Klein takes T.C. Legislature Gavel

Passing of the gavel; Temporary Chair Mike Lane congratulates Dan Klein as Klein is elevated to Legislature Chair.

Reporting and Analysis by Robert Lynch; January 4, 2024

For reporters, this is a story lacking one of the five required journalistic “W’s,” namely the “Why.”  Perhaps we will never find it.

Tuesday night, startling anyone gazing in from the outside , the Tompkins County Legislature replaced its chairperson.  Without a contest or even an explanation, the Legislature elevated Danby Democrat Dan Klein to chair its meetings for 2024.  Shawna Black, who’d chaired the Legislature for the past two years, was relegated to Vice-Chair.  Effectively, the leadership roles were reversed from the year before.

“Dan has served on this Legislature for ten years, and I believe he has the knowledge and skills to lead the organization,” the Town of Ithaca’s Amanda Champion said as she placed Klein’s name into nomination.  “Dan fights hard for what he believes in, but he also respects others’ positions and accepts when he makes a mistake or loses a vote,” Champion continued. 

“For Dan, the job is not about ego or power, it is about listening and learning,” Champion said.  “It’s about making thoughtful decisions, and it’s about operating a good government to support the community and provide services for the people of our county.”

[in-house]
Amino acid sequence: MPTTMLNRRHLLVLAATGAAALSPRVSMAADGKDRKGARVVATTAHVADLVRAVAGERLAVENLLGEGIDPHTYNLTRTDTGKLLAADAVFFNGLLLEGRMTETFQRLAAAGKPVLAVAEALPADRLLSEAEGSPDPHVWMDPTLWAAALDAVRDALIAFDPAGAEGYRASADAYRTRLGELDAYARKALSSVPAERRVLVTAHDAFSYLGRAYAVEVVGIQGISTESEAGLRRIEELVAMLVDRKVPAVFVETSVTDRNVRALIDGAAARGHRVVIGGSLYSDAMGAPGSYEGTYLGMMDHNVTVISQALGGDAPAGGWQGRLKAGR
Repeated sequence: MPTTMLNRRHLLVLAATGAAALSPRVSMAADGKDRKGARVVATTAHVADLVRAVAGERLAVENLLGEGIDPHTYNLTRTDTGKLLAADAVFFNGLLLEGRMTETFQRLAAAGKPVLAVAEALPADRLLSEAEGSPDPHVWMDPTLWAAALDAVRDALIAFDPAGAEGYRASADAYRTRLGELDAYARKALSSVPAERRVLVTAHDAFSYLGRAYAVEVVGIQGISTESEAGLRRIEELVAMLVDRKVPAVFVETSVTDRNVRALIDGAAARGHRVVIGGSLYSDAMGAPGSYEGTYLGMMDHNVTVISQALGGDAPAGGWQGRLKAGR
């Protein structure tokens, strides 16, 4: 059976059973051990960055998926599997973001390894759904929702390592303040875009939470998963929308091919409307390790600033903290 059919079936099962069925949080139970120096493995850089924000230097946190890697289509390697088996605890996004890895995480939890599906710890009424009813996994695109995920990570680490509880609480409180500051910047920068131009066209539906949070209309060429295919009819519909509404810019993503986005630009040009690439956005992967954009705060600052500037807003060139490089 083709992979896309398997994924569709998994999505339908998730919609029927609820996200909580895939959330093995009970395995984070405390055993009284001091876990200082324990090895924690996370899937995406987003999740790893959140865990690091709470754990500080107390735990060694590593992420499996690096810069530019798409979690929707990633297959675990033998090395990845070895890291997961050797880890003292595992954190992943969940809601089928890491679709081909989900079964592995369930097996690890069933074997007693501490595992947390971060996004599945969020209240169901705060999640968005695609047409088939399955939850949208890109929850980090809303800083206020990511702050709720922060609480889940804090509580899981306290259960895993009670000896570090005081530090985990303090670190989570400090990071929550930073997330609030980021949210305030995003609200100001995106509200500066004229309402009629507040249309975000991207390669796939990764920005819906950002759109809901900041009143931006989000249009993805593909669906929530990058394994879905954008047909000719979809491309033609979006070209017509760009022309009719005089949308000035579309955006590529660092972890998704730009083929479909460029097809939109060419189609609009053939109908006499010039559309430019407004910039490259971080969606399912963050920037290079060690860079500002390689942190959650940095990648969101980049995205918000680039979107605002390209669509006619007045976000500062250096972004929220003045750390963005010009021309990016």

When elevated unanimously to become Chair, and after accepting the ceremonial gavel from Dryden’s Mike Lane—who’d served for a brief few minutes as Temporary Chair as the County Charter requires—Dan Klein made his acceptance remarks brief.  They lasted just 45 seconds.

“I am honored and humbled and excited to be taking this role, and it’s my intention to live up to your expectations,” Klein said as his first pronouncement from the podium, the newly-named Chair promising to say more—as tradition holds—when the County Legislature meets again on January 16th

Klein took special care in his acceptance to thank Shawna Black for her past two years presiding over the Legislature.  Shortly thereafter, Dan Klein oversaw the vote that designated Black as Vice-Chair; a ballot, again, without any competing nominees or disapproving votes.

“I just thank all of you again for trusting me to be part of your leadership team,” Black said when Klein invited her to offer her own brief acceptance.  “I look forward to working with you again, Dan,” Black concluded.

Perhaps it was a fitting dark twist of fate that for a day or two after Tuesday’s meeting a video glitch had prevented any online replay of the chairmanship vote.  When engineers finally restored the feed, a keen observer could spot what was missing.  What those few minutes lacked was any rational explanation to undergird what lawmakers had just done.  Shawna Black offered no gracious departure speech.  The reins of power transferred clumsily at best. 

Now at the head table; Danby’s Dan Klein.

Instead, one sensed something had taken place behind the scenes, something that we were not to be told.  Raw, personality-driven politics can look too… well, raw.